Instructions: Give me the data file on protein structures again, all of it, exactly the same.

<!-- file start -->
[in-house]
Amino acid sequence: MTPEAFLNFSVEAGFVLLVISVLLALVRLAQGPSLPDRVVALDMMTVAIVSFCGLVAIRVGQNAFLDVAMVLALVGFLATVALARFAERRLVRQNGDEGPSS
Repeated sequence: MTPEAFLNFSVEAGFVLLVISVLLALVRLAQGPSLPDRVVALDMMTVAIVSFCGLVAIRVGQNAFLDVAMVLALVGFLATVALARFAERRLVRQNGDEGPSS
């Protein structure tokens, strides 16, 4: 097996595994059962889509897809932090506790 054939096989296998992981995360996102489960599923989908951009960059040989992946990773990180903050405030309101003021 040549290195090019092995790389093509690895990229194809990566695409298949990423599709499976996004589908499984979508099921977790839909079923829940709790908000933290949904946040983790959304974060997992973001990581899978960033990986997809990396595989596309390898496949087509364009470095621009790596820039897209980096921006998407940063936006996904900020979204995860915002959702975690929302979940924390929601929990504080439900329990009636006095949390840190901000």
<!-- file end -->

[in-house]
Amino acid sequence: MTPEAFLNFSVEAGFVLLVISVLLALVRLAQGPSLPDRVVALDMMTVAIVSFCGLVAIRVGQNAFLDVAMVLALVGFLATVALARFAERRLVRQNGDEGPSS
Repeated sequence: MTPEAFLNFSVEAGFVLLVISVLLALVRLAQGPSLPDRVVALDMMTVAIVSFCGLVAIRVGQNAFLDVAMVLALVGFLATVALARFAERRLVRQNGDEGPSS
């Protein structure tokens, strides 16, 4: 097996595994059962889509897809932090506790 054939096989296998992981995360996102489960599923989908951009960059040989992946990773990180903050405030309101003021 040549290195090019092995790389093509690895990229194809990566695409298949990423599709499976996004589908499984979508099921977790839909079923829940709790908000933290949904946040983790959304974060997992973001990581899978960033990986997809990396595989596309390898496949087509364009470095621009790596820039897209980096921006998407940063936006996904900020979204995860915002959702975690929302979940924390929601929990504080439900329990009636006095949390840190901000």